I’ll say this right up front: I’m not eager to pay several hundred dollars more per year in taxes to feel better about flushing the toilet.
After decades of debate, bad publicity, many studies and one rejected referendum, Greater Victoria is about to spend $782 million on secondary sewage treatment.
For me, reality hit home when the Capital Regional District’s sewage committee released numbers that showed the possible tax hike for the average property. Living in a condo in Victoria, that’s about $300 or the high $200s (the average is $353) for my household. For my friends with a young family in Langford, it’s in the ballpark of $330. For my retired parents in Saanich, it’s an extra $230. If you are on a fixed income like they are, that’s a noticeable hit to one’s personal finances.
Looking back at the history of sewage treatment in Victoria, it’s hard to pry apart the ideology from the science, and what actually makes sense financially and environmentally.
Greater Victoria actually had a sewage referendum in November 1992. Residents had the option of paying nothing, paying an extra $232 in taxes per $100,000 of their property value (for primary treatment) or paying $336 per $100,000 of property value (for secondary treatment, which is what we are buying today).
If voting yourself a massive tax hike isn’t doomed to fail, I don’t know what is. Is it reasonable to expect that a person with a $200,000 home would voluntarily take on nearly $700 in extra taxes?
I’m pretty sure I voted for no tax hike back then, which, from one perspective, helped pass the buck to the current generation and my future self. Thanks for nothing, 1992.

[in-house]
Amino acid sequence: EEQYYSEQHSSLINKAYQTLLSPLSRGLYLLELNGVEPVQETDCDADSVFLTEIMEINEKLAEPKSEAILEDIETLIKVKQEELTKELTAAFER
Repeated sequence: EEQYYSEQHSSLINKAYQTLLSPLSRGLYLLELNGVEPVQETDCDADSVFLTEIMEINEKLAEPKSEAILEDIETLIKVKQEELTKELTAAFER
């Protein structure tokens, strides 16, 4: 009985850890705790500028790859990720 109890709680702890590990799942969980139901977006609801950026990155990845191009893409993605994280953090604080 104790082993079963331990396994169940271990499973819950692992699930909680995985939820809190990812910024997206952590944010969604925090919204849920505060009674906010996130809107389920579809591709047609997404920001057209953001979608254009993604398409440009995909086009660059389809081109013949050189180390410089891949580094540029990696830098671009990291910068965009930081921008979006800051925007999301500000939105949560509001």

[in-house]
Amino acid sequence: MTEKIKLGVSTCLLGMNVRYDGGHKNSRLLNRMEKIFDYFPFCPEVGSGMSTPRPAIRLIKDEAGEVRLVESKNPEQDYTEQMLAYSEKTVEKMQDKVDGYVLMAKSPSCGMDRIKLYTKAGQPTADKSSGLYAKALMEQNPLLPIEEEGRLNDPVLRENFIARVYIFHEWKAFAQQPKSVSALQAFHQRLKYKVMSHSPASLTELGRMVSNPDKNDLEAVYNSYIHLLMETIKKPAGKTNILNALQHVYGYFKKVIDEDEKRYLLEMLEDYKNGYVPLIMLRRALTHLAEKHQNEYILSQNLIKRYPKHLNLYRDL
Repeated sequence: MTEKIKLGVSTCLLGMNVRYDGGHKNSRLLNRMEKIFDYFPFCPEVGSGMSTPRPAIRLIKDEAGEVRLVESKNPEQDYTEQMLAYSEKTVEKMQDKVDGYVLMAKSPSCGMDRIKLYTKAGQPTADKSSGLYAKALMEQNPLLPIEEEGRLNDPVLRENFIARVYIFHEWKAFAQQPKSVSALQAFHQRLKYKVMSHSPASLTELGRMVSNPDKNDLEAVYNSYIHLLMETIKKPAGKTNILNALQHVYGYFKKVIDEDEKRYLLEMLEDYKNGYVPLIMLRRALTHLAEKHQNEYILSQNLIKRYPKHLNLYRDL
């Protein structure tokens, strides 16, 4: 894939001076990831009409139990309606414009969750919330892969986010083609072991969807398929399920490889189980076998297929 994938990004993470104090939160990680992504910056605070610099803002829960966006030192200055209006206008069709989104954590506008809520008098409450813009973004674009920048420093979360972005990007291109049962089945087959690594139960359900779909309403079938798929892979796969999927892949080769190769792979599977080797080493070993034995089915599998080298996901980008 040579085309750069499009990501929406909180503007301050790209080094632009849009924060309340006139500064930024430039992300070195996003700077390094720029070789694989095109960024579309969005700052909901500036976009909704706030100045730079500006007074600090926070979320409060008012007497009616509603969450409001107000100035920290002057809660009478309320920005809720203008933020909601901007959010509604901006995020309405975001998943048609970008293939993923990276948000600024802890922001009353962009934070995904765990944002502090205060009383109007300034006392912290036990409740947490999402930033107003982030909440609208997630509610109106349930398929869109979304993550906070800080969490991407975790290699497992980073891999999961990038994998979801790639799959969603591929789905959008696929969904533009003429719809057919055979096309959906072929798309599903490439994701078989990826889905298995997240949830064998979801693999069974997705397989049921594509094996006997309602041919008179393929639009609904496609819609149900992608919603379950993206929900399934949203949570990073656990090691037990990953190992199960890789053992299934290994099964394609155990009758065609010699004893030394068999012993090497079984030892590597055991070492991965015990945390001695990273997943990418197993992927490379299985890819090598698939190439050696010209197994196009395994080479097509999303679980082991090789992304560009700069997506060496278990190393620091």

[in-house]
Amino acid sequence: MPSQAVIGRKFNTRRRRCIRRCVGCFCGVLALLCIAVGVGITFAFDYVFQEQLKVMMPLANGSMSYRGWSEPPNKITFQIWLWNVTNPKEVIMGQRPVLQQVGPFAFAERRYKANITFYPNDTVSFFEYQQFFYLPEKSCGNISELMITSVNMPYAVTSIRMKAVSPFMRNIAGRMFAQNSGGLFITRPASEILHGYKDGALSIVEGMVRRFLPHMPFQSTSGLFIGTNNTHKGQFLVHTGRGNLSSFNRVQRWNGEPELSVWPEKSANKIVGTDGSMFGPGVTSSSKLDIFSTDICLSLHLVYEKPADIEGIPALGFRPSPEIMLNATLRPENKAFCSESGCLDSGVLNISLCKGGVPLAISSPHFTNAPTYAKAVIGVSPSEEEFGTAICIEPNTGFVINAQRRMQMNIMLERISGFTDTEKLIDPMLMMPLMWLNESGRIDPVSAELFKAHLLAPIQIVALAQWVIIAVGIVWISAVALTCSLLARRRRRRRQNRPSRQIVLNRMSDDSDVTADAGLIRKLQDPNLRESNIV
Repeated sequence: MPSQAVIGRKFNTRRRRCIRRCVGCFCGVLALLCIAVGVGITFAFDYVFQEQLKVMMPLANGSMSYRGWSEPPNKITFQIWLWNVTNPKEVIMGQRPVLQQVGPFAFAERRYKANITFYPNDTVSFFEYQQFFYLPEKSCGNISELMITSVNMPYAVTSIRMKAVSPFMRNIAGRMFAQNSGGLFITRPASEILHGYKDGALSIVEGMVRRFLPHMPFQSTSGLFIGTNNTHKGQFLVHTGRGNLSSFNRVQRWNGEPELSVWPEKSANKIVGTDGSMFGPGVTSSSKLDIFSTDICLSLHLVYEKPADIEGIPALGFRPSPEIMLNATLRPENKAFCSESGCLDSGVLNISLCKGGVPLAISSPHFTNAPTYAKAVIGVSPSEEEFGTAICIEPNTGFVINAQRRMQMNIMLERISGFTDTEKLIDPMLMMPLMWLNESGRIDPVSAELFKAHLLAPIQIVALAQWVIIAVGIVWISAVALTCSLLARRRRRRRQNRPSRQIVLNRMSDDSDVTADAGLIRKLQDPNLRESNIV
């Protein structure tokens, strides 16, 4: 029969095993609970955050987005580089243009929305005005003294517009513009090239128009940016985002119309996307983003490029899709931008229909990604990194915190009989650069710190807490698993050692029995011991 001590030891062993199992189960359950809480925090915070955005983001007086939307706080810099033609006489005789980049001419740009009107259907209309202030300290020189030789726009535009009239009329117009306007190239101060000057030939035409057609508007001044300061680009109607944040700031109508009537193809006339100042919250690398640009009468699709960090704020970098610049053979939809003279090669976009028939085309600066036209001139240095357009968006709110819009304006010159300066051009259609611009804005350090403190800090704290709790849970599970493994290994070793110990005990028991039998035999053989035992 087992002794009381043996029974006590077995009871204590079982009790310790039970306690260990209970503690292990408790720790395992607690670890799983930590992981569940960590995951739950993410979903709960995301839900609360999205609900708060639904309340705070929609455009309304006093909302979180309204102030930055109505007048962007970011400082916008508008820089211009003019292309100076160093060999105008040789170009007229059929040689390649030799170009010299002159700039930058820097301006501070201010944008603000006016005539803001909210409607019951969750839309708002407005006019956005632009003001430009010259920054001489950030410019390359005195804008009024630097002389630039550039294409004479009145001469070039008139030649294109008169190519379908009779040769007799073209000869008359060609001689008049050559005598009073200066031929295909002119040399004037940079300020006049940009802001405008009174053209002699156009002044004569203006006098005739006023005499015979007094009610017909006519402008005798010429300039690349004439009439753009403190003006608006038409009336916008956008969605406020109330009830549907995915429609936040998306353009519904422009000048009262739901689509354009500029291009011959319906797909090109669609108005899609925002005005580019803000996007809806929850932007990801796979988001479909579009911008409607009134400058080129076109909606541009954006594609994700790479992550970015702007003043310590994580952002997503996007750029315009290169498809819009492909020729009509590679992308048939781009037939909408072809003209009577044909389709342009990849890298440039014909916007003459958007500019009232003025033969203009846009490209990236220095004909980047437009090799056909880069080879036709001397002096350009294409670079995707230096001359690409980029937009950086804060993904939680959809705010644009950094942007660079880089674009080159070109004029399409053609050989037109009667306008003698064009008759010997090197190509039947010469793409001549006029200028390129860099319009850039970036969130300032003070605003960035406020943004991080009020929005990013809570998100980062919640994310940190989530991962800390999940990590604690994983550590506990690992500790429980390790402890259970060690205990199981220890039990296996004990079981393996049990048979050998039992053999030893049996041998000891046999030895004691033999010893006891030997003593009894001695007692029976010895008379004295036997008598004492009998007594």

Back then too, people in Washington State got all uppity about Victoria flushing its screened sewage into the Strait of Juan de Fuca. Some Americans even boycotted coming to Victoria, which was a credible threat when the U.S. dollar was worth something.
B.C. and Washington State banded together and funded a 1994 study that found effluent concentrations off Victoria mostly flowed over from Vancouver and Seattle, despite both cities having basic sewage treatment. The study found that discharges from Victoria had a “negligible” effect on the waters in the strait. Victoria isn’t at fault and we can blame Vancouver? Money well spent.
In 2005 I was working at the Ladysmith Chronicle when I met Mr. Floatie (a.k.a. James Skwarok), the famously effective mascot that upended science and the existing rationale with poop humour. Soon after, I called a CRD environmental staffer, who, clearly annoyed and for the millionth time, explained how the Juan de Fuca Strait diluted and flushed Victoria’s effluent to little discernible effect on the marine environment.
A few years later and after the province ordered secondary sewage treatment, the CRD’s official stance flipped 180 degrees. That must have taken quite a bit of employee re-education over at the Fisgard Street office. Repeat after me: “Screened sewage is bad, secondary sewage treatment is good …”
A major independent scientific review in 2006 on the impact of dumping screened sewage into the ocean agreed that the Strait of Juan de Fuca is pretty good at flushing effluent away, and that bacteria plumes only rise to the surface during major rain events. Basically, the risk to human health is minimal, unless you are swimming laps offshore in a storm.
The report didn’t let the city off the hook – it said Victoria’s contribution of contaminants is probably minor, but the CRD needed much better information on the toxicity and impact on the marine environment near the outflows. It didn’t recommend sewage treatment outright, but said flushing wastewater into the strait isn’t a long-term solution.
It’s tough to argue against that. But is jumping to expensive secondary treatment necessary? If some form of sewage treatment is inevitable, the tax burden needs to be phased in incrementally. Victoria is expensive enough. Suddenly raise taxes by $300 and something will hit the fan.
— Edward Hill is the editor of the Saanich News.